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Side-spins, crossed feet, and skidding the surface are common flip turn errors which I discussed in Flip Turn Flaws I and Flip Turn Flaws II. I've been to enough practices to see these improper turning styles be used in swimmers of all skill levels, but it is time to start making changes and learn to incorporate correct methods in every aspect of the sport for elite success. The flip turn is one of the easiest places to make a positive habit and improve performance! 

Unfortunately, many swimmers don't see the flip turn as area to improve speed or beat a competitor, but simply as a place to rest from a grueling practice. I'm sure many of you are exhausted from 10,000 meter sets (yes sets, not practices), but the practice of poor turns is unacceptable. Imagine if you saw a group of elite swimmers perform Tarzan freestyle when they fatigued, well guess what, this is nearly the same practice as performing improper turns! In fact, performing poor turns which increase torsional stress on the low back is equally as injurious on the low back as Tarzan freestyle is on the shoulders (read low back instability in swimmers for more information). 

Enough negative thoughts, it is a New Year and positivity is key for optimal health, so without further ado, here are Five flip turn fundamentals:

Five flip turn fundamentals
  1. Pull with your bottom hand! Luckily, this is a common practice on pool decks, but it still needs to be reiterated as Larsen et al. (2005) showed elite swimmers initiate their swimming with their bottom arm off a turn. This makes sense, as pulling with the bottom arm likely aides in rotation. However, future research must analyze the effects of pulling with the dominant or non-dominant arm when the swimmer is parallel to the bottom (as seen in those performing longer underwater dolphin kicking).
  2. Consider not kicking for the first 5-meters! Many anxious swimmers begin kicking immediately off the turn, likely impeding explosiveness from the push-off (Zamparo 2010). One study, found the highest velocity during the first 0.08 seconds off the wall (Wada 2010). Instead of kicking immediately off the turn, be patient and conserve same of your energy. Unfortunately, I can't provide concrete times to start kicking, as everyone is different, but make sure you are trying different distances off the wall. 
  3. Swim fast into the wall! The faster an object goes in, the faster it goes out! This applies to bouncy balls and swimming. High correlations have been suggested between speed entering a turn, speed of the flip, and turning performance (Puel 2010; Puel 2012). 
  4. Get deep off the turn! As underwater kicking becomes more prevalent, it is essential to optimize under water speed. It seems the deeper one performs their underwater kicking, the greater the likelihood of improved performance, as the water is less turbulent and slowing in deeper water (Marinho 2010).
  5. Dive into the turn! Swimmers with better turns start their turns further away from the wall with a faster speed providing them a quicker push from the wall (Puel 2012). This makes diving into the turn a key move, likely decreasing their turning time.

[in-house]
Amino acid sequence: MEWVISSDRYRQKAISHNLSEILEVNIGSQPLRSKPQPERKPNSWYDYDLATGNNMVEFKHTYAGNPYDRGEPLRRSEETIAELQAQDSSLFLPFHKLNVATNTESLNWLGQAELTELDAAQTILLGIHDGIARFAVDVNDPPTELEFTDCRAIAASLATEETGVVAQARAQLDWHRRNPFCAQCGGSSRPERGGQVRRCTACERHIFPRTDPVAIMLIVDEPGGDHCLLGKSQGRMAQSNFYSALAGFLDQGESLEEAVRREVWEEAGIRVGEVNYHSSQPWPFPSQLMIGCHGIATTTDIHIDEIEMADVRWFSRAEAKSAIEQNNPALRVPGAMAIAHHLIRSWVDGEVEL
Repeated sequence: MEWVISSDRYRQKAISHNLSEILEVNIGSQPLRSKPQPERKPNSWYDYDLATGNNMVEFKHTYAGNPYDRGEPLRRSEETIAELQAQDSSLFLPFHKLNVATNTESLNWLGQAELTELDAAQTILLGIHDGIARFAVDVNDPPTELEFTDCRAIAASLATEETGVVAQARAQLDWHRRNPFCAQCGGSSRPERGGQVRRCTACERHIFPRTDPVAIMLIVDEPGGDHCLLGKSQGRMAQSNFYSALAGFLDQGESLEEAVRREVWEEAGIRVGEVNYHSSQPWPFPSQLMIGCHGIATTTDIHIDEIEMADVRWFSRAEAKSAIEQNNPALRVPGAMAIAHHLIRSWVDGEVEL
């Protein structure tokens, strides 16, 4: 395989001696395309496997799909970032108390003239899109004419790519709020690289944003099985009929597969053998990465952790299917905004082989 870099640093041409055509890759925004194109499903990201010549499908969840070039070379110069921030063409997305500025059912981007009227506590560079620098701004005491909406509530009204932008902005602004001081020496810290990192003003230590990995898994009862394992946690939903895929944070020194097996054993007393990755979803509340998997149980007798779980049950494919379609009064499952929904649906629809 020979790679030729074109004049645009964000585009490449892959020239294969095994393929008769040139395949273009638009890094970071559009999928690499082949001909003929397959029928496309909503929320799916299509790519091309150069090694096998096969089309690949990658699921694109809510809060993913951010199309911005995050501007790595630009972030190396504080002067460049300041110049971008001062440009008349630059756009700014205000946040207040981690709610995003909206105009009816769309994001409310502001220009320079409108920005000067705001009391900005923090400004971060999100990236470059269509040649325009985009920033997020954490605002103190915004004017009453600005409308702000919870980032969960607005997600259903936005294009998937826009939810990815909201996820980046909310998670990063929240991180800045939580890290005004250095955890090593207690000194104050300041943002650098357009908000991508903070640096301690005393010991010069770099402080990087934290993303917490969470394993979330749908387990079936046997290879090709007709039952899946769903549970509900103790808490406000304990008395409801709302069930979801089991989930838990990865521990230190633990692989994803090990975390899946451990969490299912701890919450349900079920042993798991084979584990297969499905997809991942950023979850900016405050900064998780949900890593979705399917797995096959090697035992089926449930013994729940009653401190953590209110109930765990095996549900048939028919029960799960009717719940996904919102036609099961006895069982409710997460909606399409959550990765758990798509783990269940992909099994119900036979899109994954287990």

Every swimmer performs countless turns at practice. Make sure every turn counts and you're implementing these five flip turn fundamentals, as the turn is a high yield area of improvement!

  1. Larsen, B., & Hinrichs, R. N. (2005). Transition from the glide phase to free swimming following a freestyle flip turn: Which arm pulls first? Medicine and Science in Sports and Exercise, 37(5),Supplement abstract 609.
  2. Zamparo, P., Vicentini, M., Zorzi, E., Scattolini, A., Rigamonti, A., & Bonifazi, M. (2010). The interplay between leg kick efficiency and pushing phase acceleration in determining the "turning speed" in front crawl swimming. A paper presented at the XIth International Symposium for Biomechanics and Medicine in Swimming, Oslo, June 16–19, 2010.
  3. Wada, T., Sato, T., Ohishi, K., Tago, T., Izumi, T, Matsumoto, T., Yamamoto, N., Isaka, T., & Shimoyama, Y. (2010). An analysis of the underwater gliding motion in collegiate competitive swimmers. A paper presented at the XIth International Symposium for Biomechanics and Medicine in Swimming, Oslo, June 16–19, 2010.
  4. Puel, F., Morlier, J., Cid, M., Chollet, D., & Hellard, P. (2010). Biomechanical factors influencing tumble turn performance of elite female swimmers. A paper presented at the XIth International Symposium for Biomechanics and Medicine in Swimming, Oslo, June 16–19, 2010.
  5. Marinho, D. A., Barbosa, T. M., Mantripragada, N., Vilas-Boas, J. P., Rouard, A. H., Mantha, V., Rouboa, A. I., & Silva, A. J. (2010). The gliding phase in swimming: The effect of water depth. A paper presented at the XIth International Symposium for Biomechanics and Medicine in Swimming, Oslo, June 16–19, 2010.
  6. Puel F, Morlier J, Avalos M, Mesnard M, Cid M, Hellard P. 3Dkinematic and dynamic analysis of the front crawl tumble turnin elite male swimmers.J Biomech. 2012 Feb 2;45(3):510-5. doi: 10.1016/j.jbiomech.2011.11.043. Epub 2011 Dec 15
By G. John Mullen founder of the Center of Optimal Restoration, head strength coach at Santa Clara Swim Club, creator of the Swimmer's Shoulder System, and chief editor of the Swimming Science Research Review.
Dr. John Mullen, DPT, CSCS world-renowned physical therapist and strength coach.
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